I run several high traffic blogs and see all kinds of strange spam. Even someone as experienced as me is almost tricked on occasion.
Today I received an email from Josephine.firstname.lastname@example.org. This email came through my contact form and was not flagged as spam. The email said that if I clicked on the link in her email I would be taken to a page that would show me the banner that LLT Consulting wanted to display on one of my websites, and that they would pay me anywhere from $450 – $750/mo display this banner.
How to tell this is a scam:
There are many ways to tell that this message is a scam. First of all, they have no idea how much traffic the website is getting. A banner ad on this site was not worth $750. On some of my other sites, they’d be looking at $5,000/mo to get an ad on it.
I fired the link up on one of my Linux boxes. Upon arrival I could see the Java exploit. If you visit this link on a Windows PC that is not up to date you would be infected with some sot of Trojan. Never click on a link a stranger emails you.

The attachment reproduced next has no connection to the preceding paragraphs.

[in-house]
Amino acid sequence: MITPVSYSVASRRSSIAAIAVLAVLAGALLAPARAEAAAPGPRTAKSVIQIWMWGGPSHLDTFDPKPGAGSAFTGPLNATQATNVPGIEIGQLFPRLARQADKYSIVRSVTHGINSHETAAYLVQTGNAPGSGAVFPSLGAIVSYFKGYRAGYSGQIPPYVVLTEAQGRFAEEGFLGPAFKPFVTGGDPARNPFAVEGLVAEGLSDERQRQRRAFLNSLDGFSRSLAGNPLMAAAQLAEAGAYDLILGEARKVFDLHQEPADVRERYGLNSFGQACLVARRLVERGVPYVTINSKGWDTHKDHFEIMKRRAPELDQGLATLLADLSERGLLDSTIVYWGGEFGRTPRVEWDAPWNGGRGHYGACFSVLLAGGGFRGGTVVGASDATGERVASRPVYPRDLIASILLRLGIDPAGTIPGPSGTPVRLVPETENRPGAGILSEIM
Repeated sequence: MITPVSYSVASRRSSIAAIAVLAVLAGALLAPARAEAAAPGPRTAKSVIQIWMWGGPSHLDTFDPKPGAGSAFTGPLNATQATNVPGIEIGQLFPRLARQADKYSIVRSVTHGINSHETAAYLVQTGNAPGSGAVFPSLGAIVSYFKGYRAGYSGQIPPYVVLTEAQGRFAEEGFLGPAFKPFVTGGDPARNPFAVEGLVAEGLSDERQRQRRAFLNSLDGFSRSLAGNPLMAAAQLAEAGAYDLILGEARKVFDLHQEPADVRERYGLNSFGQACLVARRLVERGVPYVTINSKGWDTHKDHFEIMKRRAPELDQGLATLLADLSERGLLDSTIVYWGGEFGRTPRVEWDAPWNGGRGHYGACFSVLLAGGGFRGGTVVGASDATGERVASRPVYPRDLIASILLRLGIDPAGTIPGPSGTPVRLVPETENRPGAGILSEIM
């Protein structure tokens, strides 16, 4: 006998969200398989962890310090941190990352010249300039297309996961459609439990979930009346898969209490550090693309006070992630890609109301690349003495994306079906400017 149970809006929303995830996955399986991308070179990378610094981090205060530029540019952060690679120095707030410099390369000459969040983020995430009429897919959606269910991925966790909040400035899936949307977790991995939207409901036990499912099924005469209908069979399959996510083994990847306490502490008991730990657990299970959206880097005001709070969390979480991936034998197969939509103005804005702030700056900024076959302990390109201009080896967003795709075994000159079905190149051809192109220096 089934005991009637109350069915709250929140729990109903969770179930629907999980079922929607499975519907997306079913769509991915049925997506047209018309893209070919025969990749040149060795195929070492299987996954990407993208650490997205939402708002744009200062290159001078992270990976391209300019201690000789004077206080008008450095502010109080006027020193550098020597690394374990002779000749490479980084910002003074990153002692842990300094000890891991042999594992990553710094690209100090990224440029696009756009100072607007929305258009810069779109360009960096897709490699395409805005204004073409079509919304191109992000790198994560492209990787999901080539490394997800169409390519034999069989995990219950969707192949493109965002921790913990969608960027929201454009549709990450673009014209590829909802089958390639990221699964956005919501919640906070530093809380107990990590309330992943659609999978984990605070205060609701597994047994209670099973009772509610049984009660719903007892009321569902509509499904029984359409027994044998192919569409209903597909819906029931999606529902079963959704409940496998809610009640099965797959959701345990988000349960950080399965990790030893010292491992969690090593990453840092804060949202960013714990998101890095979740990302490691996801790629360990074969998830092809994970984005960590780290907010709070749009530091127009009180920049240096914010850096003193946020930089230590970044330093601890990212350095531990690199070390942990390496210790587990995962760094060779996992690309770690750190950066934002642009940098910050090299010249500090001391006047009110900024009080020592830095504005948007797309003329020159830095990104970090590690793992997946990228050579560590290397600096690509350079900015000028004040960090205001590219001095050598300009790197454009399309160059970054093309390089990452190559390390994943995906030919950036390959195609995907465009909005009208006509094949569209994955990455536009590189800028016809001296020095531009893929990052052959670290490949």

If you Google Josephine’s email address you will see that her spam is littering blogs everywhere. Assomeone who used to work in IT removing malware, there is no doubt in my mind that this one single scammer has wreaked havoc on hundreds of machines (or more).
Usually by now you know the message is spam, but, the very curious can do a “who is” request using Who.is. If the domain is new, registered to a funny name, in a foreign country, renewed recently, and does not belong to a legitimate sounding company you can be sure that the email has ill intentions. In this particular case, the domain is registered to someone in Czechoslovakia.